TiVo, Amazon Bypass PC With Video-On-Demand

Amazon.com began offering users of the TiVo digital video recorder the opportunity to purchase and download movies directly from their television sets, a move that takes the personal computer out of the Web-based download equation for the first time.

TiVo and Amazon first announced a partnership in March of this year, when they gave TiVo users the ability to have movies from Amazon’s digital download service, known as “Unbox,” sent to their digital video recorder (DVR). Those movie purchases had to be made online at the Amazon Unbox Web site.

Starting Tuesday, owners of TiVo Series 2 and Series 3 boxes who connect to the Internet via a high-speed broadband connection will be able to download movies directly, using only their remote controls.

Alongside Other Content

Rentals or purchases can be paid for through Amazon’s 1-Click checkout process, and TiVo has added a customer PIN for each download, a security measure meant to minimize unauthorized purchases or rentals.

After the movie or TV show has downloaded to the TiVo box, it will appear alongside other content recorded through more traditional means in the “Now Playing” list and the consumer can watch it as often as they’d like.

The move comes as technology companies, entertainment firms and content owners test a variety of approaches for getting more on-demand content to users.

The Apple TV device, which lets Internet content be transferred to some TVs, launched recently; last year Wal-Mart said it would begin testing direct video downloads, selling them alongside packaged DVDs; and Microsoft sells content for viewing on TVs through the Video Marketplace on the Xbox 360 platform.

Measuring Success

Getting content found online — where the selection is typically far greater than most video-on-demand services from cable companies or satellite TV services can offer — onto the TV has been seen as the last mile in the digital content distribution chain.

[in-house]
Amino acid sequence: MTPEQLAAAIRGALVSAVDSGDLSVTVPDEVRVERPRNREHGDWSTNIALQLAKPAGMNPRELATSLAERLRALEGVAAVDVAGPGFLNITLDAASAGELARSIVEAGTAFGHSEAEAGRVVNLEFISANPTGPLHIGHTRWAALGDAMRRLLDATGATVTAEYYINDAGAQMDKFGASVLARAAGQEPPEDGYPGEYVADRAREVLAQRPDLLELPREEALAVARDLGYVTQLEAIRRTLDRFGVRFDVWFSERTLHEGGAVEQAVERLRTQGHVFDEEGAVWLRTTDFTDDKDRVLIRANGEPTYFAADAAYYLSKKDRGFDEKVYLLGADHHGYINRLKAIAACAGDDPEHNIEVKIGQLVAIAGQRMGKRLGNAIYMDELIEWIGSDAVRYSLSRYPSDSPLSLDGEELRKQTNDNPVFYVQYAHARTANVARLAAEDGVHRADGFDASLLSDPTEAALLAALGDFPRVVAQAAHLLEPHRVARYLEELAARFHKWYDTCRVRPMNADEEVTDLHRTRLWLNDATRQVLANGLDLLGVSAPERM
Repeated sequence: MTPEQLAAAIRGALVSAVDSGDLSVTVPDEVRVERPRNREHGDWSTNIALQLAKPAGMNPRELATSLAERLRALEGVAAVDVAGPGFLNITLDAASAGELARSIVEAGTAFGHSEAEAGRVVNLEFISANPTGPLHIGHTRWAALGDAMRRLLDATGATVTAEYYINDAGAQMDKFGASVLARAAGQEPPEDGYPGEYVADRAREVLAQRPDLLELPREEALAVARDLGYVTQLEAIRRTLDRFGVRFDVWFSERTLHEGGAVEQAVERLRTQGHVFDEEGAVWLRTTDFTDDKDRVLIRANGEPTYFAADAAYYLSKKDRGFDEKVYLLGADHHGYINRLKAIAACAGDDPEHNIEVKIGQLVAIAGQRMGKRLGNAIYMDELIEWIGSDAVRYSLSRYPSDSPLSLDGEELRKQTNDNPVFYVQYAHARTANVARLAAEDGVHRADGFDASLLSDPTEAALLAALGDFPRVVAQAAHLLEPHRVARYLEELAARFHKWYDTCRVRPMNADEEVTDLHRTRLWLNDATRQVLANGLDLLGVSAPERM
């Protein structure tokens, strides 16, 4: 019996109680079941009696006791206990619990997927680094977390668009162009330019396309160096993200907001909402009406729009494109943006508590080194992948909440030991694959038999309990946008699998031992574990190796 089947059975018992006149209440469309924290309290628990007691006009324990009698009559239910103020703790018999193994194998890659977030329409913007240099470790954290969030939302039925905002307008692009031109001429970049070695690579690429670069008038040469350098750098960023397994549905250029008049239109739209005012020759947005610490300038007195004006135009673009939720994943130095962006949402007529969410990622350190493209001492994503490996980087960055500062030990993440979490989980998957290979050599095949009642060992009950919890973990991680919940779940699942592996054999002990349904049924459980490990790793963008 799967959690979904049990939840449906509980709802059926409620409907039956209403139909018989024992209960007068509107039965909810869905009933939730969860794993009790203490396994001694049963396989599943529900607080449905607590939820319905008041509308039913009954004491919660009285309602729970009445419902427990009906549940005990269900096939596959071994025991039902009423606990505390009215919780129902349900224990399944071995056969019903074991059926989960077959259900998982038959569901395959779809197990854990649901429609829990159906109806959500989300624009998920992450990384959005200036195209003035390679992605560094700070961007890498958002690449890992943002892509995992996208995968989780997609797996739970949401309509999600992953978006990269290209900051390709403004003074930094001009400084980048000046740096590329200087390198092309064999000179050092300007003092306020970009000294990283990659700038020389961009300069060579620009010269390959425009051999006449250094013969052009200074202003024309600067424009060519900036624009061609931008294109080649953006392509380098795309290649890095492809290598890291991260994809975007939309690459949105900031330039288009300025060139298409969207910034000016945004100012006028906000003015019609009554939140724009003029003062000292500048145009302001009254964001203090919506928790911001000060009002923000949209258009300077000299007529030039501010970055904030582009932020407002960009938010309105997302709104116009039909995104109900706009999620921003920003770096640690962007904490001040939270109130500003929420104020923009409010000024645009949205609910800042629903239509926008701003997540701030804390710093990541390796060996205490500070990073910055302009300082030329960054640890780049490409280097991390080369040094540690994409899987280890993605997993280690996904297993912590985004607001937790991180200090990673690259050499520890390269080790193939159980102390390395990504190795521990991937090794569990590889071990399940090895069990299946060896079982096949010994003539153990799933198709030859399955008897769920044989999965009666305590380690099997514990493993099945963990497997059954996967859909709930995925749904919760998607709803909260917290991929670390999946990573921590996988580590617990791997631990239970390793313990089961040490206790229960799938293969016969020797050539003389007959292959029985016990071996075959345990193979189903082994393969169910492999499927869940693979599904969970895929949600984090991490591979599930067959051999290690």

Fewer than 10 percent of households with broadband connections express interest in downloading movies to their PCs, while 40 percent say they would consider a download service that linked directly to their television sets, said Yankee Group analyst Michael Goodman.

“That bridge over the final gap has been absolutely critical,” he told the E-Commerce Times.

Whether TiVo becomes that key link remains to be seen. While TiVo has a couple million users, only about 600,000 have their DVRs hooked up to a broadband connection. Another sizable chunk are DirecTV subscribers who cannot use the Amazon link.

TiVo, however, faces the monumental task of repositioning its core product. With cheaper alternatives flooding the market, TiVo is trying to move into the role of distribution platform, a role that plenty of others have their eyes on, Goodman added.

“TiVo owned the DVR market for a time, but now it is trying to find another hook,” he said.

In fact, for TiVo — which earlier this year recorded its first-ever profit — the Amazon hook-up may be a competitive leg up on rivals who are offering less expensive alternatives, such as cable companies who now offer DVRs built in to set-top boxes.

Transfer Station

Shares of TiVo were up nearly 4 percent to $6.14 in afternoon trading Tuesday on the news and on a note from Bear Stearns analyst Kunal Madhukar, who predicted that more companies are considering buying targeted ads that TiVo displays on users’ DVRs. Amazon stock, meanwhile, was caught in a downdraft affecting retailers of all stripes after a dire warning from Sears, and gave up 2.6 percent to trade at $70.15.

Amazon needed to find a way to get Unbox content onto devices other than personal computers, which very few people use to watch feature-length video or film, JupiterResearch analyst Michael Gartenberg told the E-Commerce Times.

Unbox suffers because content cannot be transferred to the iPod and was held back by the lack of a way to get shows onto a television set. “The amount of video content available on the Internet has exploded over the past year or so, but a large portion of the public doesn’t want to view it on their PCs,” Gartenberg said. The service still makes more sense for movie rentals than as an alternative to buying DVDs, since movies will take up precious hard-drive space on a DVR if kept long-term, he noted.

It appears Amazon’s Unbox could use the boost that remote-driven traffic might bring it as well.

Research firm Compete.com recently said its analysis of Web traffic showed the digital download offering from Netflix, known as “Watch Now,” gaining far more Internet visitors than Amazon Unbox each month. In terms of traffic, Unbox also ranked behind sites such as Vongo.com and CinemaNow, Compete.com said.

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